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Keiper Watches Production Like a Hawk
Keiper GmbH & Co. KG is a leading manufacturer of the metal components of car seats. The company runs 11 production sites scattered around the world and employs 6,000 workers. Keiper struggles with the common challenges facing all international manufacturing businesses. One of its largest problems is synchronizing production across manufacturing plants separated by many miles and time zones.
A few years ago, Keiper made the wise move to connect its production sites over the Internet using production management software. The software allowed system specialists and production managers at Keiper headquarters in Kaiserslautern, Germany, to monitor production systems at all 11 sites. This ability made all the difference in the world to Keiper’s production quality. Managers can troubleshoot problems as they arise, upgrade system software, and make database entries at the same time across all locations. In short, the system made it seem as though the 11 production facilities were actually one big manufacturing plant.
More recently, Keiper upgraded the system to allow it to react to emergencies more quickly. One of the biggest problems in manufacturing occurs when flaws are introduced into the process. Flaws might be the result of a defective part received from a supplier and used on the assembly line. Sometimes these defects are not noticed until many products have been manufactured and shipped. Keiper wanted a traceability system so it could track the car seat components and assembled car seats through the production line to their destinations.
Keiper partnered with an information system company that specialized in traceability systems for the automotive industry. The company designed a system that collected and connected information from production facilities around the world. The information included specific information about the parts used in the manufacturing process. The system tracked each step in the production process at all 11 manufacturing plants in real time. If an employee on the line notices that a certain type of screw is defective, an alarm is sounded and an investigation immediately launched. The defective screw is traced back to the batch from which it came. Each screw used from that batch is traced to a specific seat in the production line, shipment center, or automotive plant where the cars are assembled. Recalls of seats containing the bad screw can occur within hours of the discovery.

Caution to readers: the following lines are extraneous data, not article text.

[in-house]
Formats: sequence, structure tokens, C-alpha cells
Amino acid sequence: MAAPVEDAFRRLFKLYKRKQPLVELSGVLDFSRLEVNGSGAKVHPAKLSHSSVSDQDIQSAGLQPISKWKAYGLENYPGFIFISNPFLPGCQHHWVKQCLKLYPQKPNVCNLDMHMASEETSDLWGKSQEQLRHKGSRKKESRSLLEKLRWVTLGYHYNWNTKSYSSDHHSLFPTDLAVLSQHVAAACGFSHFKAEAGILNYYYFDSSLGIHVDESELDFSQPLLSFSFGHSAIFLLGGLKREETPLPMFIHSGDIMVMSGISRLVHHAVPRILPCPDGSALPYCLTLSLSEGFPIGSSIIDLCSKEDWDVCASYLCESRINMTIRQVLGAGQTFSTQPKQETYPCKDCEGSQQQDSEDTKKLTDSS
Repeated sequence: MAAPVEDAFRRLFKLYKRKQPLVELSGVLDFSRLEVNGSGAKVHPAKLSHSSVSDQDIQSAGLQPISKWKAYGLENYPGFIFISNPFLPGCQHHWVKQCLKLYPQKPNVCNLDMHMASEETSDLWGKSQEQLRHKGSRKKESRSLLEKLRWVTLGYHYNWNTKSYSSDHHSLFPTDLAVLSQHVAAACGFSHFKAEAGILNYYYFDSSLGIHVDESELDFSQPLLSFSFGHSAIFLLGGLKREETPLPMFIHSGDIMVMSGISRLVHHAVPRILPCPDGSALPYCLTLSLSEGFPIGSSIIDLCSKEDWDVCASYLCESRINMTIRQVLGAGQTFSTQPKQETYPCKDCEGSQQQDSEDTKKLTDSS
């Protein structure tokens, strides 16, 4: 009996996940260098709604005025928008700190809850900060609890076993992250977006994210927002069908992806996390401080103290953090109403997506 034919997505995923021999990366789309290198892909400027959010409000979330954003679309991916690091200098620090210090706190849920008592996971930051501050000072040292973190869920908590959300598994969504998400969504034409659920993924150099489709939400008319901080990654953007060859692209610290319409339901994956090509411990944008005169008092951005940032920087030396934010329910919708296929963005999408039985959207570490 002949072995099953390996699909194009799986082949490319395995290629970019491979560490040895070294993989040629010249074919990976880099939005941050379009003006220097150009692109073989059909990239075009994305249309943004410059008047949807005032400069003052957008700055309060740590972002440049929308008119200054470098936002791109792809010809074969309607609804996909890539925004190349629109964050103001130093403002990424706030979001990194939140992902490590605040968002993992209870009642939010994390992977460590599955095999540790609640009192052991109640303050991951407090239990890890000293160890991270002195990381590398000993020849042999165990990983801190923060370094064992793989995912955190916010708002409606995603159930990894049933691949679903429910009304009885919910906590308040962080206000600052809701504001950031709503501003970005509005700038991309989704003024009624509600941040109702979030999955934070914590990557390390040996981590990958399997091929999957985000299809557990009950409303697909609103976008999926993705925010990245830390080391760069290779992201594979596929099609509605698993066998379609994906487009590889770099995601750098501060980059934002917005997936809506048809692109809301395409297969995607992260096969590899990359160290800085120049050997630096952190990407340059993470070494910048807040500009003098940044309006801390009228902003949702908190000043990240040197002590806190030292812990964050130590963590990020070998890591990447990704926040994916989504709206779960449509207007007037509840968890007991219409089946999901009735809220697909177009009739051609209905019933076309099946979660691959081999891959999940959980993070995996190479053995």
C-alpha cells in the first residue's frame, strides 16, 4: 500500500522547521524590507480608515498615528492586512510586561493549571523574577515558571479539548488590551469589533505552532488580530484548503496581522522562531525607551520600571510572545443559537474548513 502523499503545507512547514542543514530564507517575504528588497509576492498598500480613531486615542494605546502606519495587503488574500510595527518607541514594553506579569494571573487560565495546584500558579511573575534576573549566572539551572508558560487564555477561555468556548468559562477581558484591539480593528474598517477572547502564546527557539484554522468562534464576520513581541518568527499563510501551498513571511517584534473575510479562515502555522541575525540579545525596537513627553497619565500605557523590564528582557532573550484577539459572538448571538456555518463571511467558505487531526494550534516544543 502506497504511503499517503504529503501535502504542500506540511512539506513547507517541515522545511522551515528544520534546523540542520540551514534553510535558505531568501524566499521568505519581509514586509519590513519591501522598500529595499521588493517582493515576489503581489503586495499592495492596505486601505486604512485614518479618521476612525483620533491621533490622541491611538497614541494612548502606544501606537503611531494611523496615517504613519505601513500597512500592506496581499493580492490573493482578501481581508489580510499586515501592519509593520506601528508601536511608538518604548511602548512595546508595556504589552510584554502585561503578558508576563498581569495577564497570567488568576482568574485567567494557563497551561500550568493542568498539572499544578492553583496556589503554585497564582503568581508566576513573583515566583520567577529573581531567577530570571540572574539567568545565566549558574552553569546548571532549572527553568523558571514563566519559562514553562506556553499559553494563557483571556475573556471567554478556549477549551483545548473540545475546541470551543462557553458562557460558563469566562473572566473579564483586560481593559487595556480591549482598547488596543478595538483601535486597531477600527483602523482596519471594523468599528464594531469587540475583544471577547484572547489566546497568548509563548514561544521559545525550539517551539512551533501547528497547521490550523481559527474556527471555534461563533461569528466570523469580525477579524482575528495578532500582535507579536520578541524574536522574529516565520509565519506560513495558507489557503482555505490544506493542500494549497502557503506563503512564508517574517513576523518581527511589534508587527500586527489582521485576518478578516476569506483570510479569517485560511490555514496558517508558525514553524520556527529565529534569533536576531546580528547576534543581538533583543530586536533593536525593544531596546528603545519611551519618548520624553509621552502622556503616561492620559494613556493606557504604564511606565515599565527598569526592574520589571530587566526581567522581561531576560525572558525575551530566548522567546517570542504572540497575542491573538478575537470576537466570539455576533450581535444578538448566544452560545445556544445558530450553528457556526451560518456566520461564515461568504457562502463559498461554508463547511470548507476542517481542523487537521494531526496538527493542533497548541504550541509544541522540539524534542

Using MISs to control production lines around the world provides Keiper management with more control over its business. The ability to quickly catch defects in its products minimizes the extent of the damage they cause. Keiper customers appreciate the corporation’s ability to minimize problems before they grow to an unmanageable scope.
1. What is one of the biggest production challenges facing global manufacturing corporations?
2. How did Keiper management gain more control over its 11 manufacturing facilities?
1. What type of management information system does Keiper use, and what functional unit of the company is it designed for?
2. What information components do you think were used in Keiper’s new traceability system?